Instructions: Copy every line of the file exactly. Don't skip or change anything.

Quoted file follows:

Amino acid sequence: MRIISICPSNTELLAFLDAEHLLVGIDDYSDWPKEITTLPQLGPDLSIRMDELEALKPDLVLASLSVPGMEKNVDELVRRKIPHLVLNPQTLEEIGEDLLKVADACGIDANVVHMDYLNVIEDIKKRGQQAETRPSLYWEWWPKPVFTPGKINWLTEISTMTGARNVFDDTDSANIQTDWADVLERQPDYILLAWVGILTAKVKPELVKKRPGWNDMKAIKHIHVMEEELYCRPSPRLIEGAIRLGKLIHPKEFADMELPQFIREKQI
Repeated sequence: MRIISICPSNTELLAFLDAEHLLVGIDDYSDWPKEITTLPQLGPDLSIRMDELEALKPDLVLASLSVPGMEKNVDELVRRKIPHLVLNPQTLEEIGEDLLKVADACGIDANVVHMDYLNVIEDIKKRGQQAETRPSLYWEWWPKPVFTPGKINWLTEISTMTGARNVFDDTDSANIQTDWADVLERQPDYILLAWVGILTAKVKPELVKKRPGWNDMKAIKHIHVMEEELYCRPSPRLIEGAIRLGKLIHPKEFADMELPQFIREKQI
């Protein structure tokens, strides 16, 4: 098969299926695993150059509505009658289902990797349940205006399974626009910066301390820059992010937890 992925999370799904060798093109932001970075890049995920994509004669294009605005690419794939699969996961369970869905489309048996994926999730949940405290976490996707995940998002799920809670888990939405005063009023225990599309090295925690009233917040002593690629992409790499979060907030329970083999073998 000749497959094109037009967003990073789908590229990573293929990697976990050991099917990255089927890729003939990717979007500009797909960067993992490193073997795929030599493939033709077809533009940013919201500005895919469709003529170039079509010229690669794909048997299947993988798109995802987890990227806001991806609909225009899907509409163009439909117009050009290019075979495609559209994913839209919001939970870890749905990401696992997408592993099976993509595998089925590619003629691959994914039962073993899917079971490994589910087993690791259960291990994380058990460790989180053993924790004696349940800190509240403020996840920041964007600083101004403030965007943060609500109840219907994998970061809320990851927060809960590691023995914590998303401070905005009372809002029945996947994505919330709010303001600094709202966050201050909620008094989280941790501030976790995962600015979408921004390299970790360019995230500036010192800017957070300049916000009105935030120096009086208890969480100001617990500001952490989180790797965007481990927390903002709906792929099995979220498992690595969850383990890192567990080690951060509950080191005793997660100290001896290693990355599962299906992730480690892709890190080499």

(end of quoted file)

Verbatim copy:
Amino acid sequence: MRIISICPSNTELLAFLDAEHLLVGIDDYSDWPKEITTLPQLGPDLSIRMDELEALKPDLVLASLSVPGMEKNVDELVRRKIPHLVLNPQTLEEIGEDLLKVADACGIDANVVHMDYLNVIEDIKKRGQQAETRPSLYWEWWPKPVFTPGKINWLTEISTMTGARNVFDDTDSANIQTDWADVLERQPDYILLAWVGILTAKVKPELVKKRPGWNDMKAIKHIHVMEEELYCRPSPRLIEGAIRLGKLIHPKEFADMELPQFIREKQI
Repeated sequence: MRIISICPSNTELLAFLDAEHLLVGIDDYSDWPKEITTLPQLGPDLSIRMDELEALKPDLVLASLSVPGMEKNVDELVRRKIPHLVLNPQTLEEIGEDLLKVADACGIDANVVHMDYLNVIEDIKKRGQQAETRPSLYWEWWPKPVFTPGKINWLTEISTMTGARNVFDDTDSANIQTDWADVLERQPDYILLAWVGILTAKVKPELVKKRPGWNDMKAIKHIHVMEEELYCRPSPRLIEGAIRLGKLIHPKEFADMELPQFIREKQI
């Protein structure tokens, strides 16, 4: 098969299926695993150059509505009658289902990797349940205006399974626009910066301390820059992010937890 992925999370799904060798093109932001970075890049995920994509004669294009605005690419794939699969996961369970869905489309048996994926999730949940405290976490996707995940998002799920809670888990939405005063009023225990599309090295925690009233917040002593690629992409790499979060907030329970083999073998 000749497959094109037009967003990073789908590229990573293929990697976990050991099917990255089927890729003939990717979007500009797909960067993992490193073997795929030599493939033709077809533009940013919201500005895919469709003529170039079509010229690669794909048997299947993988798109995802987890990227806001991806609909225009899907509409163009439909117009050009290019075979495609559209994913839209919001939970870890749905990401696992997408592993099976993509595998089925590619003629691959994914039962073993899917079971490994589910087993690791259960291990994380058990460790989180053993924790004696349940800190509240403020996840920041964007600083101004403030965007943060609500109840219907994998970061809320990851927060809960590691023995914590998303401070905005009372809002029945996947994505919330709010303001600094709202966050201050909620008094989280941790501030976790995962600015979408921004390299970790360019995230500036010192800017957070300049916000009105935030120096009086208890969480100001617990500001952490989180790797965007481990927390903002709906792929099995979220498992690595969850383990890192567990080690951060509950080191005793997660100290001896290693990355599962299906992730480690892709890190080499």